- Engage in joint outreach and public education
- Share or develop training materials and programs, and;
- Develop joint policy statements and technical assistance documents.
For example, the EEOC may train WHD employees on how to identify employment discrimination. Likewise, WHD staff can advise EEOC staff on recognizing potential wage and hour violations.
Impact of information sharing and regulatory enforcement
The Memorandum of Understanding is expected to result in a much higher level of information sharing. But in addition to concerns expressed over ease of access to information, are those relating to broader sharing of data.
Under the terms of the MOU, the EEOC may share EE0-1 reports submitted by employers.
At present, Title VII prevents the EEOC from publicly sharing information contained in EEO reports. But the WHD agrees only to “observe” the confidentiality requirements of Title VII.
Speaking to SHRM, attorney Debra Steiner Friedman stated that employers “should assume that when they provide information to either the EEOC or the DOL, that information may be shared with the other entity.”
Employers may also experience a rise in investigations due to greater information sharing.
EEOC takes a stance on employment-related matters
In recent months, the EEOC has become increasingly proactive in ensuring workplace equality:
- Technical guidance issued in May 2023 aims to prevent discrimination caused by AI to job candidates and employees, including areas affecting pay equality. Employers may also be deemed liable if their pay equity software provider violates workplace laws.
- In August 2023, the EEOC adopted its Strategic Plan covering financial years 2022 through 2026. A key strategic goal is the prevention of employment discrimination and advancement of equal employment opportunities.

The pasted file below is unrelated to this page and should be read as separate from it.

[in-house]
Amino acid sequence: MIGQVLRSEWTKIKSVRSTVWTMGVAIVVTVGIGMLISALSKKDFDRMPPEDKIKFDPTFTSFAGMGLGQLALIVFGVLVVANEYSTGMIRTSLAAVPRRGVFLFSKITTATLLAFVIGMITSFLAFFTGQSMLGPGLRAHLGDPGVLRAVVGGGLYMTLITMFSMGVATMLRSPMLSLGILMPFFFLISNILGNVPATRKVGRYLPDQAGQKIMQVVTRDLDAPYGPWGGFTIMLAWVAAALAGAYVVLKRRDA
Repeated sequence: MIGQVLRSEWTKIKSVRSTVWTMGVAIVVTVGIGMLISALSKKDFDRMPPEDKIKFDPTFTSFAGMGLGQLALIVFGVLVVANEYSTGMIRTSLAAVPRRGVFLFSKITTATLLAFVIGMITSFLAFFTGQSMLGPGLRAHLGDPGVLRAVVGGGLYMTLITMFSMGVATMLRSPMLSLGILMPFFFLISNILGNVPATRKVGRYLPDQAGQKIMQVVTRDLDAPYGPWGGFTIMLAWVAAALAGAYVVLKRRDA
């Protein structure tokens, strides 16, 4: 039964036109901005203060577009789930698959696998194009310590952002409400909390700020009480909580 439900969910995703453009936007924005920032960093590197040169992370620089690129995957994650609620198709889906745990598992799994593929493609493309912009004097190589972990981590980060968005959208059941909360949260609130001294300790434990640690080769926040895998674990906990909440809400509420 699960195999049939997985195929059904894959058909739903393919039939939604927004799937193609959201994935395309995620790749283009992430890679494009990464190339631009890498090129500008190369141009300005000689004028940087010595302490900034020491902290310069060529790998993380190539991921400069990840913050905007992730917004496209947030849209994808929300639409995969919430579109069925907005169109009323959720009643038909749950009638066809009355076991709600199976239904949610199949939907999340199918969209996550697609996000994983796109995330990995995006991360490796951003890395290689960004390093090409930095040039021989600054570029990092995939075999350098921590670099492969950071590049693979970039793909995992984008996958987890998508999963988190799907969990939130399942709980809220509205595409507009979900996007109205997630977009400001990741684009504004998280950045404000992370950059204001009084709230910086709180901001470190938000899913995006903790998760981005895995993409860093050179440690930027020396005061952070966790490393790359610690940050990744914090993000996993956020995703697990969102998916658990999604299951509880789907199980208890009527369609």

- Speculation over the reinstatement of EEO1-Component 2 pay data reporting also persists, and its reintroduction is widely expected. Pay equity is a priority in the EEOC’s Equity Action Plan, which aims to ensure inclusive workplaces for all. Pay data reporting is also seen as a key tool to fight discrimination.
Overall, these strategies are designed to empower the EEOC “to increase its impact on dismantling discriminatory patterns, practices, or policies.”
The power to gather more data through the EEOC and WHD alliance is another significant step towards achieving that aim.
Complying with legislation on employment-related matters
As pay equity claims rise and regulatory enforcement is strengthened by the EEOC and WHD alliance, employers must act to ensure workplace equality.
Carrying out a pay equity audit can highlight initial signs of workplace discrimination by identifying pay disparities. Trusaic PayParity analyzes compensation through the intersection of gender, race/ethnicity, age, and more in a single statistical regression analysis.
An intersectional pay equity audit enables employers to identify pay gaps that may prevent compliance with EEOC Title VII. Intersectionality more closely examines the multiple factors or demographics that affect fair pay.
Employers should consider updating HR teams and payroll staff on employment-related matters, including staying on top of pay equity legislation, to ensure compliance.